Google Rolls Out Shield To Protect From DDoS Attacks

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Free Project Shield service forms part of Google’s new Jigsaw initiative

Google has released a new tool to help organisations cope with potentially destructive Distributed Denial of Service (DDoS) attacks

Project Shield is open to any business with a Google account, and looks to protect the likes of news sites and political organisations by re-routing harmful traffic through its own infrastructure in order to stop websites being overwhelmed.

Google says the service will allow “free expression” and accurate news reporting to continue unlimited, even in the face on online attacks which can knock smaller sites unable to set up major defences offline.

Protection

DDoS“Project Shield welcomes applications from websites serving news. Human rights and elections monitoring content are also welcome to apply. We do not provide the service to other types of content, including gaming, businesses or individual blogs,” the company said.

However Google will require access to user’s websites and particularly the traffic they receive so that it can establish normal volumes for the sites using an intermediate reverse proxy server that can distinguish malicious traffic from genuine visitors.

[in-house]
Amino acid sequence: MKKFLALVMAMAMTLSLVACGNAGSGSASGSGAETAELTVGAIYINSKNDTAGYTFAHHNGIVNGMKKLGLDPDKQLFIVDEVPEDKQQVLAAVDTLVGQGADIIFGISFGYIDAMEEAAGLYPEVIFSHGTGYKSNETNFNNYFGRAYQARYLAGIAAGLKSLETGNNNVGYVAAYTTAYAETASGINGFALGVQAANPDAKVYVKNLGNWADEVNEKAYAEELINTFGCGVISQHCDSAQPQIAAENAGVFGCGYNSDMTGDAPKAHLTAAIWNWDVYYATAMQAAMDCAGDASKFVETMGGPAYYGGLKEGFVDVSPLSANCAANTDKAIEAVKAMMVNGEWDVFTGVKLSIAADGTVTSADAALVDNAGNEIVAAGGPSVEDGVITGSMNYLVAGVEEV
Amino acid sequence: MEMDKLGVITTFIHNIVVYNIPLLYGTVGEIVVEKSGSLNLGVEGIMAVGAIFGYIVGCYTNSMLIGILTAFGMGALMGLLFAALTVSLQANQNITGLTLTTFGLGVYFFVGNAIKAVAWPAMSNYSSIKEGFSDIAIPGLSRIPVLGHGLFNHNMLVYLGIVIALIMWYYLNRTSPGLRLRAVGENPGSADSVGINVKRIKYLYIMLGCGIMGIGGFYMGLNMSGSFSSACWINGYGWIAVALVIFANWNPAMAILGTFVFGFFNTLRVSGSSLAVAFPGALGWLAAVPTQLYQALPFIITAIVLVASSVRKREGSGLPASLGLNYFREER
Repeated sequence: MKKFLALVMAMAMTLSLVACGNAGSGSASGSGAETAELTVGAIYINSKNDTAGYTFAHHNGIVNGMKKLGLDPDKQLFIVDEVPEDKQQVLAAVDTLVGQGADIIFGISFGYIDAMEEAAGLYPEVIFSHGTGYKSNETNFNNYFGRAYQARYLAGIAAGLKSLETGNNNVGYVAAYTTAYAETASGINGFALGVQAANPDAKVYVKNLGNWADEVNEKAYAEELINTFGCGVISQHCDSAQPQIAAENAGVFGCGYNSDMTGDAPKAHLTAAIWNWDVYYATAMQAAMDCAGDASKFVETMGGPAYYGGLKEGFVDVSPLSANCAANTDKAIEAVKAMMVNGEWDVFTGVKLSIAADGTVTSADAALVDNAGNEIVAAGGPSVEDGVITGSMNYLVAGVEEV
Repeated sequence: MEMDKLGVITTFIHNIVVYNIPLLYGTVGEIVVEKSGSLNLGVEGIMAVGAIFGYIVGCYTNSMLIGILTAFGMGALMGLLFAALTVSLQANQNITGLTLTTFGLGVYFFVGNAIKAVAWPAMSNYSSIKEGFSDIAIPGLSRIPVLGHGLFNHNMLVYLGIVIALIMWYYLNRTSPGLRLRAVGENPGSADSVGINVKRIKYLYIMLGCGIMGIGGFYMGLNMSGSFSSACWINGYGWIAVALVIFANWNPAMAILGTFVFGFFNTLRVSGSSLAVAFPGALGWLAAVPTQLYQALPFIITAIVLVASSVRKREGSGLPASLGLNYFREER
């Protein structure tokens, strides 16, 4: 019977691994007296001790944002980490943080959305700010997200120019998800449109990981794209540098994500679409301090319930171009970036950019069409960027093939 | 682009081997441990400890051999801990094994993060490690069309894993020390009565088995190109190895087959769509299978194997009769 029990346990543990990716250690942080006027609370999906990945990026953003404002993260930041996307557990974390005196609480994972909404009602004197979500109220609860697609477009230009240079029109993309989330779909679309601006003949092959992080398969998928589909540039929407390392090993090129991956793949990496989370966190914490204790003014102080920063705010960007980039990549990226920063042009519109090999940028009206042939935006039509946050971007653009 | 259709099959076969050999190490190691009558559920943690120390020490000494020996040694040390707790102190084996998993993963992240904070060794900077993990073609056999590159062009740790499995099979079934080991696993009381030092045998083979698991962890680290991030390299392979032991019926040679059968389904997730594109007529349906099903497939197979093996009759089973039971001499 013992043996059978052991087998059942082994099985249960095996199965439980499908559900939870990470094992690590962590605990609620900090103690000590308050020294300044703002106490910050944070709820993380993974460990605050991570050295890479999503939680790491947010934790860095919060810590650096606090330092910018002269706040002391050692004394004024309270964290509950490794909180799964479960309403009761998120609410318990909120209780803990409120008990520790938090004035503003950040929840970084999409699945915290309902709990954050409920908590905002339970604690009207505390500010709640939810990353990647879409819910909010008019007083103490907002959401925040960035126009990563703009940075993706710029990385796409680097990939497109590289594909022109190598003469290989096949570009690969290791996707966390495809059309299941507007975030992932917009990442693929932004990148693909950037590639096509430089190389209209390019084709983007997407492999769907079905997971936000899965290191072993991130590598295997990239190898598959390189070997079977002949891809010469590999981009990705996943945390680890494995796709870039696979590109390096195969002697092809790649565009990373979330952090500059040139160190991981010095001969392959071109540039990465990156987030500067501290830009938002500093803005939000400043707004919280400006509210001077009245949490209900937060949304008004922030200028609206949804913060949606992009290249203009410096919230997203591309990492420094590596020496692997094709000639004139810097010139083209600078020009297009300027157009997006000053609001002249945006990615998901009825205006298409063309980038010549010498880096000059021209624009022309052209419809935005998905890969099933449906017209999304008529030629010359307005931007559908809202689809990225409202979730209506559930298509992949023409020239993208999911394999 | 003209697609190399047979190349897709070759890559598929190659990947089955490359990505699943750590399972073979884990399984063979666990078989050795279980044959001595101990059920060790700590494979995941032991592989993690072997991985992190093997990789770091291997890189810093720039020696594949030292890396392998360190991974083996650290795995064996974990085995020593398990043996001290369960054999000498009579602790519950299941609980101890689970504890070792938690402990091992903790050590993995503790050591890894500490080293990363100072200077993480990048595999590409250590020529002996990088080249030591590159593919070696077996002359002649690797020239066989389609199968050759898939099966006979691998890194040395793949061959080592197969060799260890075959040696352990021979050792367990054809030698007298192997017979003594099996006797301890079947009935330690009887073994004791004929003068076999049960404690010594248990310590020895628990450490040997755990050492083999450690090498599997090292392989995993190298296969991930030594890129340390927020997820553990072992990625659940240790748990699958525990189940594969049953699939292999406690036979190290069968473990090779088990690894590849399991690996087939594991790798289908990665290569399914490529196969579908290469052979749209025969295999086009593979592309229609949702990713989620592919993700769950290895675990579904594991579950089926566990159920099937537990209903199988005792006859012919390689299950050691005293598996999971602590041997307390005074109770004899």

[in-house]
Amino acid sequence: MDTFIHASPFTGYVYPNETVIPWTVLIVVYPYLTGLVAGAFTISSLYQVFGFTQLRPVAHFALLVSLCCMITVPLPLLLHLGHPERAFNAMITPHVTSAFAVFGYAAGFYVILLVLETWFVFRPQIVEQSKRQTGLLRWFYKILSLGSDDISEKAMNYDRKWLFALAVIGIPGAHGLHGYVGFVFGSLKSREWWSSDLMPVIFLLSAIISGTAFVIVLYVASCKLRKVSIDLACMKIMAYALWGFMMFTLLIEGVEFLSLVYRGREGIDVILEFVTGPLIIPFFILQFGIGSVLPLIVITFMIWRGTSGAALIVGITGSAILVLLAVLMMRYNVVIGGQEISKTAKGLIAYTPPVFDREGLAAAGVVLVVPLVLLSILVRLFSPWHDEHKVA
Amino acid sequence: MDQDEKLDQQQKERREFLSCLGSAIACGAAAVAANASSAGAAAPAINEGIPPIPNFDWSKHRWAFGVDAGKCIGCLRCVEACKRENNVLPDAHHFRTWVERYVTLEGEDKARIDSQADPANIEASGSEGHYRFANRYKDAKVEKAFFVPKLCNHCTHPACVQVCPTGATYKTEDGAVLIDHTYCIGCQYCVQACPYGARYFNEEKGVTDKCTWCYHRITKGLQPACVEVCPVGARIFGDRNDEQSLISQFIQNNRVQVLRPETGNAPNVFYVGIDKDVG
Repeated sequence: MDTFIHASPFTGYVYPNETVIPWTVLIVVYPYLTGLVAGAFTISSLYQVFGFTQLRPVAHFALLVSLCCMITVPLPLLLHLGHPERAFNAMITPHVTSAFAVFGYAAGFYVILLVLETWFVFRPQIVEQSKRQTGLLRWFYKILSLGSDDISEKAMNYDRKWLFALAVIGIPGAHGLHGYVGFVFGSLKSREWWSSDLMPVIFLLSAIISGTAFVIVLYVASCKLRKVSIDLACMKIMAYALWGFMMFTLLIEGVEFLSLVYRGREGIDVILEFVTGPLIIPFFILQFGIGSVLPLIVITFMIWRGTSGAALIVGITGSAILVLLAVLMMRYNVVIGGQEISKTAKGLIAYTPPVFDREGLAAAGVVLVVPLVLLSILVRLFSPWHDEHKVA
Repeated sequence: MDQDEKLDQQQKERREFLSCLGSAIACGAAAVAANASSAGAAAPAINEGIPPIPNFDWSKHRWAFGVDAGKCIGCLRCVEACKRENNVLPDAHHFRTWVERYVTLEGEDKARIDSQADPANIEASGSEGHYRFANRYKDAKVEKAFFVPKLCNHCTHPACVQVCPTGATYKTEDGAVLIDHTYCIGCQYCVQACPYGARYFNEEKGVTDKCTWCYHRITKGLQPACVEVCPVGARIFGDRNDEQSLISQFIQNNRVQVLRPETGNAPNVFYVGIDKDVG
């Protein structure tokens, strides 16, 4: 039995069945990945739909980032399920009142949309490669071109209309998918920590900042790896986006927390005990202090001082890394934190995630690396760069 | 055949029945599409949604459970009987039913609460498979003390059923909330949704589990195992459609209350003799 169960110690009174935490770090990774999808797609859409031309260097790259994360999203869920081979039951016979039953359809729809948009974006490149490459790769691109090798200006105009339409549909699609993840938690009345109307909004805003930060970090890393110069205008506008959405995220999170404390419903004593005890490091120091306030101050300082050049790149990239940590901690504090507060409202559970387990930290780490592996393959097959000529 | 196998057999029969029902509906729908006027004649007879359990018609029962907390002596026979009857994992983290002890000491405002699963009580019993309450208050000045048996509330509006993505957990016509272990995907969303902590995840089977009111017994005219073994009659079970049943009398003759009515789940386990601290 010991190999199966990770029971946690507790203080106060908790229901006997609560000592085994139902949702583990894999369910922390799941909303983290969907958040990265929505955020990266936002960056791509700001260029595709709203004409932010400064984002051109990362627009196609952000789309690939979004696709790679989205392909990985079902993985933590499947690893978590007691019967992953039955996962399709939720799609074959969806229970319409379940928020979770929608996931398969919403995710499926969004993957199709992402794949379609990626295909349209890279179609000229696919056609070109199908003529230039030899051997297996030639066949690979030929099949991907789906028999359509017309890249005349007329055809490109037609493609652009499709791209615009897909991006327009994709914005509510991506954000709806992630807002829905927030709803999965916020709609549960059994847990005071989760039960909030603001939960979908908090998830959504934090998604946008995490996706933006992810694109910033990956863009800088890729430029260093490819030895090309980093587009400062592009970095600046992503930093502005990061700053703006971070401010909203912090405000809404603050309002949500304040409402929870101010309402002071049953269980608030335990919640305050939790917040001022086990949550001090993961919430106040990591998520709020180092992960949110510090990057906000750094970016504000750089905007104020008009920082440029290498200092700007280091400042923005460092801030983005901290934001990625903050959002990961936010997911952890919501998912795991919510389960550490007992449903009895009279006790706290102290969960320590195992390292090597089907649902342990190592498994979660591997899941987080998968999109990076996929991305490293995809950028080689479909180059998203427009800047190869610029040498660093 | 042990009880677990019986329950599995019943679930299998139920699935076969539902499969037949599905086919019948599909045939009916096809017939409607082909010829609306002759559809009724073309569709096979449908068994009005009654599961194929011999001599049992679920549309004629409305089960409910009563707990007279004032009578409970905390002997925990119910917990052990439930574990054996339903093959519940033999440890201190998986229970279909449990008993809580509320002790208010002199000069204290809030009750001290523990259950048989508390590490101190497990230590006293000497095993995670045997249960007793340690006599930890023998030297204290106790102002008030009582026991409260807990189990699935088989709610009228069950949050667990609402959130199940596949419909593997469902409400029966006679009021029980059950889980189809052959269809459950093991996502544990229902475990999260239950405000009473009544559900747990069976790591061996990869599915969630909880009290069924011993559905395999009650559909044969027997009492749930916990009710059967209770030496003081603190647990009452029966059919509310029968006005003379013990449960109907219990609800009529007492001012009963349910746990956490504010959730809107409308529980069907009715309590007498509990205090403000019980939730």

Google says it will only store the data for two weeks, after which it will be added to an aggregated pool of anonymous data for analysis about potential future attacks.

Project Shield has been developed by Jigsaw, Google’s new collective that looks at solving some of the world’s biggest issues with technology, having originally been set up in 2013 as part of a closed trial when it was known as Google Ideas.

It also includes another free service, the Digital Attack Map, which provided a live stream of all current DDoS attacks, including details on which country the attack originated in and how severe the attack appears to be.

A recent Akamai report found that the UK has become the leading originator of DDoS attacks, ahead of China and the US.

But the UK is also an increasingly popular target, after the report found that in the third quarter, the UK was the second most targeted country for web application attacks at seven percent of total attacks, with the United States (75 percent) taking top spot.

The company also found that the last quarter of 2015 saw a record 1,510 DDoS attacks, a 180 percent increase over a year ago.

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